Tim Wu discusses slow photography

January 20, 2011 | By | 1 Reply More

Many of us, much of the time, run around snapping lots of photos to document our lives. There is an alternative to this “fast photography,” as described by Tim Wu at Slate. It is a technique for enhancing our experience of the moment:

[S]low photography is the effort to flip the usual relationship between process and results. Usually, you use a camera because you want the results (the photos). In slow photography, the basic idea is that photos themselves—the results—are secondary. The goal is the experience of studying some object carefully and exercising creative choice. . . . Step 1 in slow photography is spending a long time studying the subject. As one guide enjoins, “pay more attention to your subject than to your camera.” . . . When you look carefully and avoid trying to label what you see, you inevitably start to notice things that you mightn’t have otherwise. . . .Step 2 is the exercise of creative choices—the greatest pleasure that our automatic cameras rob us of. What should be in the frame and what should be excluded is the most obvious decision, but there’s also exposure, depth of field, and more technical choices beyond that. Making such deliberate decisions requires a little bit of courage, for you cannot blame the camera if the results are bad. Yet these choices are, to my mind, the whole game. They are what individualizes photography, what puts the stamp of your personality on the photo.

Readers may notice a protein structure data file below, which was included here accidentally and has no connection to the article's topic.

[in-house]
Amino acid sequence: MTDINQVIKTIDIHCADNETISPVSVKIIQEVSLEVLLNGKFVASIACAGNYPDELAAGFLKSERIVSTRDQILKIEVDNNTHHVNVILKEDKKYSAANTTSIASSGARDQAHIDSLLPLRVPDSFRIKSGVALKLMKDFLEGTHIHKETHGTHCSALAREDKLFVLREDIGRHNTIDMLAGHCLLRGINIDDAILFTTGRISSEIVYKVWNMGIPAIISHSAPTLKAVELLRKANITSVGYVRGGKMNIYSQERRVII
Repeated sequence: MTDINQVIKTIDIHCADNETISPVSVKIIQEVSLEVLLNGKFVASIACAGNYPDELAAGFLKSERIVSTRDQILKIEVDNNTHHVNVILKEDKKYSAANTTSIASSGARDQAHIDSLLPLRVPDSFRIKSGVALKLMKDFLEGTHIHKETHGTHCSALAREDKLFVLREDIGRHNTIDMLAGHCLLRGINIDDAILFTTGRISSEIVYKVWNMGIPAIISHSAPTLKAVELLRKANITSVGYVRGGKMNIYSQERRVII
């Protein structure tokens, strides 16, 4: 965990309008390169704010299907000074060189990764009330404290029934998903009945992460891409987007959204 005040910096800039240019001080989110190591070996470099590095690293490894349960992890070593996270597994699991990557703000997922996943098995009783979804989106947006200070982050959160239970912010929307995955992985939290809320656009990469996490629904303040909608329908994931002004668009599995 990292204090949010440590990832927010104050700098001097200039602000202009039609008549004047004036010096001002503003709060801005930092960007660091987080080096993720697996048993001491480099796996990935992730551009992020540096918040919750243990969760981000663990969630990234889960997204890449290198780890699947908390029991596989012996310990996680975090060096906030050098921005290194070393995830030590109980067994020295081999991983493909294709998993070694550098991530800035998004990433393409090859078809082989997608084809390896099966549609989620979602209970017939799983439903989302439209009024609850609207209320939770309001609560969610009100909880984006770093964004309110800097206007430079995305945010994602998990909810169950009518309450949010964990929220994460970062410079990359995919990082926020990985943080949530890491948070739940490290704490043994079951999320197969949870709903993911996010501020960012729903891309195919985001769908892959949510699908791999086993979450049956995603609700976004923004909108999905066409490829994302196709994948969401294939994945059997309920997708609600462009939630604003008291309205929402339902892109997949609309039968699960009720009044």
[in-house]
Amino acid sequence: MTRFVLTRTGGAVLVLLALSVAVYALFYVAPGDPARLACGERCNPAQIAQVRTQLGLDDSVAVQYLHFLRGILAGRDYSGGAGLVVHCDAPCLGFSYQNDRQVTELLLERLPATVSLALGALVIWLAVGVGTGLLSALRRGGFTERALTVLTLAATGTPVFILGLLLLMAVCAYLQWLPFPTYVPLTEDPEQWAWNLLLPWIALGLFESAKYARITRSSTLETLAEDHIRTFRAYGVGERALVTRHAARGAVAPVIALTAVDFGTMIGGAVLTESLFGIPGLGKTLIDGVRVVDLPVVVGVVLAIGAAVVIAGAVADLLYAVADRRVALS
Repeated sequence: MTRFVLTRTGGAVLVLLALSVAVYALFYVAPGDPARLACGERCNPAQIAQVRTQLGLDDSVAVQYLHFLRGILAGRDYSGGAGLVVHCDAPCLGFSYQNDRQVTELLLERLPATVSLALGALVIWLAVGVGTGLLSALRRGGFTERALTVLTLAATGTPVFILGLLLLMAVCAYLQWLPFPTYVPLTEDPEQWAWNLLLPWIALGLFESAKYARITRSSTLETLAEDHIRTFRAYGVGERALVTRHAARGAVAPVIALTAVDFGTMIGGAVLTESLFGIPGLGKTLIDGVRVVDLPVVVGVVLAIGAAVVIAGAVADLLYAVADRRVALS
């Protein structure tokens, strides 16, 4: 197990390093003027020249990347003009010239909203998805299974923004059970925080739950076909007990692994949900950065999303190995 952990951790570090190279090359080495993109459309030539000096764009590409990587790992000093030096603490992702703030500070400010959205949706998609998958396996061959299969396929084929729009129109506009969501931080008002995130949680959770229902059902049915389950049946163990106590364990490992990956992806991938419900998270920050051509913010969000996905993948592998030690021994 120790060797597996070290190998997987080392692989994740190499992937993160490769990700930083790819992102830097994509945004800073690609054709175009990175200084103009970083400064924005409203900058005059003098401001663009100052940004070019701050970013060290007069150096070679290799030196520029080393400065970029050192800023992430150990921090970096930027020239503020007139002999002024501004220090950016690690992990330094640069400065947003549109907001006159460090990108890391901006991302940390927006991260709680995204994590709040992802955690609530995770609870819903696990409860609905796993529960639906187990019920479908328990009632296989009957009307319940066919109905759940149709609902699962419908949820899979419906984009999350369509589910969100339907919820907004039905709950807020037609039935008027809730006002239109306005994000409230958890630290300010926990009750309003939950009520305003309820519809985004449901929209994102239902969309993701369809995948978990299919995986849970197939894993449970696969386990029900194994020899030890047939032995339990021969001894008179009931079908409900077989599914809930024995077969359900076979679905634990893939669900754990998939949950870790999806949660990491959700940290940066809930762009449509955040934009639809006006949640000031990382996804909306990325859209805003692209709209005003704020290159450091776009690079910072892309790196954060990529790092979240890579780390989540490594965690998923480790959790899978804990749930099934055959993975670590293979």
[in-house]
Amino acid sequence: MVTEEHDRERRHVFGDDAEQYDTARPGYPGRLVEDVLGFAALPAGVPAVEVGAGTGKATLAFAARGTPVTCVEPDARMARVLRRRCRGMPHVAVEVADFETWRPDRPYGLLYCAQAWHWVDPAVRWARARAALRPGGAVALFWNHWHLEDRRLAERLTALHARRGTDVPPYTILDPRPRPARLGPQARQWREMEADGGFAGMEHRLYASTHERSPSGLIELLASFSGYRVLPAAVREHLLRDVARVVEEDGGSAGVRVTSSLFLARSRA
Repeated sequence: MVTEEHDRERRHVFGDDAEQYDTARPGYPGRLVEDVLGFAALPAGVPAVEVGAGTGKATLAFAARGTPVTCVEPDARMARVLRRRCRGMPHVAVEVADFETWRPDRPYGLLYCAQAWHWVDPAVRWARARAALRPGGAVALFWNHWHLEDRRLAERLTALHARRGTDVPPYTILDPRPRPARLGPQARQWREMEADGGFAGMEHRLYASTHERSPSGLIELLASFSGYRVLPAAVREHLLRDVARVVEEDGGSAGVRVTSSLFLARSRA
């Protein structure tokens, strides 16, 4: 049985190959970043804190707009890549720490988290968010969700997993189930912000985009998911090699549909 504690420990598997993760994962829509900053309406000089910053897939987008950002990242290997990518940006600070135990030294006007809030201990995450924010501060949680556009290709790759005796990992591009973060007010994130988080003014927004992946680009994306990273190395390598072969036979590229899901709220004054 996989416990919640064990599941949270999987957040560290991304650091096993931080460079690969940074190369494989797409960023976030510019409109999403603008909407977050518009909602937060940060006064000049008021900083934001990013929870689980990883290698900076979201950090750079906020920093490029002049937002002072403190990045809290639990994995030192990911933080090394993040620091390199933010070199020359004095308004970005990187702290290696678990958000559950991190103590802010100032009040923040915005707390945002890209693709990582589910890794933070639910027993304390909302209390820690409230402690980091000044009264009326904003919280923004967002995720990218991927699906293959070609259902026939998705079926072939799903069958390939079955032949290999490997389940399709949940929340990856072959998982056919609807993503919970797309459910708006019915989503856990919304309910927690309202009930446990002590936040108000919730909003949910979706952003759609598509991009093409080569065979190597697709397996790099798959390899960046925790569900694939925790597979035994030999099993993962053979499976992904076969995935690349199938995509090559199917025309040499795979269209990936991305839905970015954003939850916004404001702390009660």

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About the Author ()

Erich Vieth is an attorney focusing on consumer law litigation and appellate practice. He is also a working musician and a writer, having founded Dangerous Intersection in 2006. Erich lives in the Shaw Neighborhood of St. Louis, Missouri, where he lives half-time with his two extraordinary daughters.

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  1. Dan Klarmann says:

    That's sort of why I like doing time-lapse exposures when I travel. Time to contemplate the scene.

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